Bridging The Partisan Divide: Can Infrastructure Unite Democrats And Republicans?
There has been a lot of discussion over national infrastructure issues coming from both parties as well as the White House. Following the recent Midterm elections, it seems that it is one of the few issues on which both sides might be most willing to work together on a plan for funding.
Senior Counsel Michael Friedberg, a former House transportation committee staffer and current policy adviser and lobbyist at Holland & Knight, told NPR that there exists "a unique opportunity with a president who has campaigned on [infrastructure], is willing to buck conservative traditions, and now a Democratic Congress. This change of power might give the necessary kick to both the administration and Congress to make this the No. 1 priority."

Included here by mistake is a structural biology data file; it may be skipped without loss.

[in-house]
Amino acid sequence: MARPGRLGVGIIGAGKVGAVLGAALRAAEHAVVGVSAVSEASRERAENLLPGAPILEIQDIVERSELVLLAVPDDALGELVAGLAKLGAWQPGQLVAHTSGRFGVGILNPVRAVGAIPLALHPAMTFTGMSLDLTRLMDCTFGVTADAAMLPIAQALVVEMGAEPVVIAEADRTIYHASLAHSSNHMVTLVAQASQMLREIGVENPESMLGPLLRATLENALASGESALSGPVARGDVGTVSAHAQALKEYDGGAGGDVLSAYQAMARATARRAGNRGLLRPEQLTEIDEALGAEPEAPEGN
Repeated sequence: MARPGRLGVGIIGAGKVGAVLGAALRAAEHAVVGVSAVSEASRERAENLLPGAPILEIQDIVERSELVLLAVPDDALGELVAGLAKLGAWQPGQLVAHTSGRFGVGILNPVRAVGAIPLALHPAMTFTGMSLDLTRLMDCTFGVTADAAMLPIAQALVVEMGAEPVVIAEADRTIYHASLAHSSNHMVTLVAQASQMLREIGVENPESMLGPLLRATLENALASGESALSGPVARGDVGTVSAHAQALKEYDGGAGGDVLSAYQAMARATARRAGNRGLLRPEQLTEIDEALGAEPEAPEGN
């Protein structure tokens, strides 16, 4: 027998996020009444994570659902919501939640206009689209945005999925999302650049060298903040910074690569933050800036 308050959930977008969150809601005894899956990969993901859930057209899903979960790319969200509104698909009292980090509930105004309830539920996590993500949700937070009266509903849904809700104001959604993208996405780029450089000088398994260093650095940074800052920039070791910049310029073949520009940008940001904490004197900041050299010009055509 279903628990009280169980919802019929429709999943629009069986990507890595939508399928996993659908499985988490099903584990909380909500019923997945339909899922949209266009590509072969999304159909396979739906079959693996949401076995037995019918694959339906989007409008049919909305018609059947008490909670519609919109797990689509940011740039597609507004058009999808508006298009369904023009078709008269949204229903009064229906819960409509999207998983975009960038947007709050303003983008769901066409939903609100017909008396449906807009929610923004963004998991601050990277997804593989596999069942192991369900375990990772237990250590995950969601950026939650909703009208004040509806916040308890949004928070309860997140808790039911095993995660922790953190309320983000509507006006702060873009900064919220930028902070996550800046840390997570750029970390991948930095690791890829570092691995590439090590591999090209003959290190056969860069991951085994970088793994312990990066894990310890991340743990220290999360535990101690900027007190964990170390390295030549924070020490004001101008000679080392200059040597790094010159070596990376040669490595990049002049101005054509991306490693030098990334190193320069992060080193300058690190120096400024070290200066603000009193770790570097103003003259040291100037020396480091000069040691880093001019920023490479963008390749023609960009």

"When you have a different party governing one chamber of Congress, it does give [both sides] a little more cover to come up with a deal," Mr. Friedberg said. "It's contentious on both sides of the aisle...but the fact is, we're running out of transportation trust fund dollars and we're going to need funding."